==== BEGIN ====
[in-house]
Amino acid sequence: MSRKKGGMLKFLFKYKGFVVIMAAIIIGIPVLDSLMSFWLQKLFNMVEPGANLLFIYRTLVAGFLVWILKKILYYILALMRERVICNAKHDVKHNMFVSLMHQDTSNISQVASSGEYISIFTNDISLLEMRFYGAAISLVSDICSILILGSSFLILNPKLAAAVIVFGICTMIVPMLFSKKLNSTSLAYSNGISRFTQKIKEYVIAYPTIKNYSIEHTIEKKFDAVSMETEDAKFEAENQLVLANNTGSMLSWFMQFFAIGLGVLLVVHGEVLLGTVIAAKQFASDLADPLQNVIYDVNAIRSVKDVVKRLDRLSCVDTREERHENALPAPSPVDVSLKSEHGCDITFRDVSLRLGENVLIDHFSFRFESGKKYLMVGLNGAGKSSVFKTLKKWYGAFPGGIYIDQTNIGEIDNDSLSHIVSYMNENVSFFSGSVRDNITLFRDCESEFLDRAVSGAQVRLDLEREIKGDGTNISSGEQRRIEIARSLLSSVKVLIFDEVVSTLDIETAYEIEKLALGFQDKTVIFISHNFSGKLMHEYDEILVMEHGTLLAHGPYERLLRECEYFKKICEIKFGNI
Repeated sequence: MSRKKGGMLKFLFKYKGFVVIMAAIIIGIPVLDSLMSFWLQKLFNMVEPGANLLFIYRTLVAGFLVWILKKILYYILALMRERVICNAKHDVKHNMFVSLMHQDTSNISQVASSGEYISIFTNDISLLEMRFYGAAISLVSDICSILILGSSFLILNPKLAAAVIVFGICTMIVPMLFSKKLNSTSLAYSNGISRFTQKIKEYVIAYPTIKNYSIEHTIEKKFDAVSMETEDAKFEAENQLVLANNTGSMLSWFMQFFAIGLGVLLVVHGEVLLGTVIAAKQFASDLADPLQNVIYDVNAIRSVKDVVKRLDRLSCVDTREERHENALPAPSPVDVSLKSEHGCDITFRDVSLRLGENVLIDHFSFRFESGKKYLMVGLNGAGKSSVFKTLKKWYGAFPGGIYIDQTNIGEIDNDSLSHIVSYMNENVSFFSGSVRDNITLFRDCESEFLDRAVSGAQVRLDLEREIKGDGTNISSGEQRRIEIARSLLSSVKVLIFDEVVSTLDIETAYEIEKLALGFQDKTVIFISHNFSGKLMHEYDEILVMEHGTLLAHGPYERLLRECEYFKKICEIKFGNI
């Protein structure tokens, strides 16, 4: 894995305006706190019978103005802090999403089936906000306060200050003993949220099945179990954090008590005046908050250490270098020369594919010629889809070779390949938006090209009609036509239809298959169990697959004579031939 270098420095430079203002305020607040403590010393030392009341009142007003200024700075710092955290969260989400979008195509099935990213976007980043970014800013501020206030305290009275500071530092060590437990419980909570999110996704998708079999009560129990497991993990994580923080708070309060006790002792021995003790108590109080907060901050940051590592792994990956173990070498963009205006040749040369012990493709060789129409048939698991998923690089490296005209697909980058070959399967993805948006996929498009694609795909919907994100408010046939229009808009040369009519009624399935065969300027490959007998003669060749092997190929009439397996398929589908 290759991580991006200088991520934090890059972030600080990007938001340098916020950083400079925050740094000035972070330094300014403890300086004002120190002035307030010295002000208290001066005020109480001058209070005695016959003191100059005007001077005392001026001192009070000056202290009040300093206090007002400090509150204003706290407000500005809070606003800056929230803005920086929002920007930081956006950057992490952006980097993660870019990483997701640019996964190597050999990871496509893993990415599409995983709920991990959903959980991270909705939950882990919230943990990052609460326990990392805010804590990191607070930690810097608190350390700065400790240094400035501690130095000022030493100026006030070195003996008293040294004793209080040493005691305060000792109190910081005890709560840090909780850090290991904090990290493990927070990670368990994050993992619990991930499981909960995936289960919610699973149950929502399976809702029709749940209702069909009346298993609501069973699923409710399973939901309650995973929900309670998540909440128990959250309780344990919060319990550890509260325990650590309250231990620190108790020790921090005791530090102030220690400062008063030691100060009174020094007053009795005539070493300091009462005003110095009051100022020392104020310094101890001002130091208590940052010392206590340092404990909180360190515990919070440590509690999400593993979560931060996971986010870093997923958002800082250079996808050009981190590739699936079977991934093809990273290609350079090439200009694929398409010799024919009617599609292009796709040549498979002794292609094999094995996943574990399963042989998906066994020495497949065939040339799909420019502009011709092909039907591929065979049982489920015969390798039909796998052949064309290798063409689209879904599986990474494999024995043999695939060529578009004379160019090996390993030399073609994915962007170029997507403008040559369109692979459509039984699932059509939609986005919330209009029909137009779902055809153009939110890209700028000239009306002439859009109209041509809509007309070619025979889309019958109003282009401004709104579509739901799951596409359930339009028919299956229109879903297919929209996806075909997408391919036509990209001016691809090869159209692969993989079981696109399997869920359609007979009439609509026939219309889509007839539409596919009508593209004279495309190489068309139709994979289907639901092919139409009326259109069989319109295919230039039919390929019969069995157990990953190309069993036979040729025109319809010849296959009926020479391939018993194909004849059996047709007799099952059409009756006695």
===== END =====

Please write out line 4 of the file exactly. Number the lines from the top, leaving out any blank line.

């Protein structure tokens, strides 16, 4: 894995305006706190019978103005802090999403089936906000306060200050003993949220099945179990954090008590005046908050250490270098020369594919010629889809070779390949938006090209009609036509239809298959169990697959004579031939 270098420095430079203002305020607040403590010393030392009341009142007003200024700075710092955290969260989400979008195509099935990213976007980043970014800013501020206030305290009275500071530092060590437990419980909570999110996704998708079999009560129990497991993990994580923080708070309060006790002792021995003790108590109080907060901050940051590592792994990956173990070498963009205006040749040369012990493709060789129409048939698991998923690089490296005209697909980058070959399967993805948006996929498009694609795909919907994100408010046939229009808009040369009519009624399935065969300027490959007998003669060749092997190929009439397996398929589908 290759991580991006200088991520934090890059972030600080990007938001340098916020950083400079925050740094000035972070330094300014403890300086004002120190002035307030010295002000208290001066005020109480001058209070005695016959003191100059005007001077005392001026001192009070000056202290009040300093206090007002400090509150204003706290407000500005809070606003800056929230803005920086929002920007930081956006950057992490952006980097993660870019990483997701640019996964190597050999990871496509893993990415599409995983709920991990959903959980991270909705939950882990919230943990990052609460326990990392805010804590990191607070930690810097608190350390700065400790240094400035501690130095000022030493100026006030070195003996008293040294004793209080040493005691305060000792109190910081005890709560840090909780850090290991904090990290493990927070990670368990994050993992619990991930499981909960995936289960919610699973149950929502399976809702029709749940209702069909009346298993609501069973699923409710399973939901309650995973929900309670998540909440128990959250309780344990919060319990550890509260325990650590309250231990620190108790020790921090005791530090102030220690400062008063030691100060009174020094007053009795005539070493300091009462005003110095009051100022020392104020310094101890001002130091208590940052010392206590340092404990909180360190515990919070440590509690999400593993979560931060996971986010870093997923958002800082250079996808050009981190590739699936079977991934093809990273290609350079090439200009694929398409010799024919009617599609292009796709040549498979002794292609094999094995996943574990399963042989998906066994020495497949065939040339799909420019502009011709092909039907591929065979049982489920015969390798039909796998052949064309290798063409689209879904599986990474494999024995043999695939060529578009004379160019090996390993030399073609994915962007170029997507403008040559369109692979459509039984699932059509939609986005919330209009029909137009779902055809153009939110890209700028000239009306002439859009109209041509809509007309070619025979889309019958109003282009401004709104579509739901799951596409359930339009028919299956229109879903297919929209996806075909997408391919036509990209001016691809090869159209692969993989079981696109399997869920359609007979009439609509026939219309889509007839539409596919009508593209004279495309190489068309139709994979289907639901092919139409009326259109069989319109295919230039039919390929019969069995157990990953190309069993036979040729025109319809010849296959009926020479391939018993194909004849059996047709007799099952059409009756006695």